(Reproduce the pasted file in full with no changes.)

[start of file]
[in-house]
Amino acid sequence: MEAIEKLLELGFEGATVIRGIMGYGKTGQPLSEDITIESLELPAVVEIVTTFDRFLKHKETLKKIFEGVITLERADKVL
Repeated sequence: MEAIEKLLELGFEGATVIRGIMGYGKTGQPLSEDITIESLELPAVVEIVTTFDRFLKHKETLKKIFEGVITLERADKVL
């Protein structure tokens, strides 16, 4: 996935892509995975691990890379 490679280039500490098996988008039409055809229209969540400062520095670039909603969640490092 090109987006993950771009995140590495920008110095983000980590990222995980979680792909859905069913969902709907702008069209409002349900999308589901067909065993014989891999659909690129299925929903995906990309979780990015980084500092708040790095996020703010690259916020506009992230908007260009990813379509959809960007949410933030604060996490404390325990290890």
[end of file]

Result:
[in-house]
Amino acid sequence: MEAIEKLLELGFEGATVIRGIMGYGKTGQPLSEDITIESLELPAVVEIVTTFDRFLKHKETLKKIFEGVITLERADKVL
Repeated sequence: MEAIEKLLELGFEGATVIRGIMGYGKTGQPLSEDITIESLELPAVVEIVTTFDRFLKHKETLKKIFEGVITLERADKVL
């Protein structure tokens, strides 16, 4: 996935892509995975691990890379 490679280039500490098996988008039409055809229209969540400062520095670039909603969640490092 090109987006993950771009995140590495920008110095983000980590990222995980979680792909859905069913969902709907702008069209409002349900999308589901067909065993014989891999659909690129299925929903995906990309979780990015980084500092708040790095996020703010690259916020506009992230908007260009990813379509959809960007949410933030604060996490404390325990290890």